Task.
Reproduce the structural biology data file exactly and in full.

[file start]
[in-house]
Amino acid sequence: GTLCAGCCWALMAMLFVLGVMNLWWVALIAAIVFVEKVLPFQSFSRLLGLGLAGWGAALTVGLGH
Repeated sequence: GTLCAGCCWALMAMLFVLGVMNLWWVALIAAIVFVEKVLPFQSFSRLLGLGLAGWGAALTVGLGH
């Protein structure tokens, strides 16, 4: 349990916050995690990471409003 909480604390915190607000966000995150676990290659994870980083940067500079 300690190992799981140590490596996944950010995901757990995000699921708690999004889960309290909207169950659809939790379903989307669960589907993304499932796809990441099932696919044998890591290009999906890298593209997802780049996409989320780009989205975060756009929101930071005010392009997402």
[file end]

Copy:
[in-house]
Amino acid sequence: GTLCAGCCWALMAMLFVLGVMNLWWVALIAAIVFVEKVLPFQSFSRLLGLGLAGWGAALTVGLGH
Repeated sequence: GTLCAGCCWALMAMLFVLGVMNLWWVALIAAIVFVEKVLPFQSFSRLLGLGLAGWGAALTVGLGH
């Protein structure tokens, strides 16, 4: 349990916050995690990471409003 909480604390915190607000966000995150676990290659994870980083940067500079 300690190992799981140590490596996944950010995901757990995000699921708690999004889960309290909207169950659809939790379903989307669960589907993304499932796809990441099932696919044998890591290009999906890298593209997802780049996409989320780009989205975060756009929101930071005010392009997402």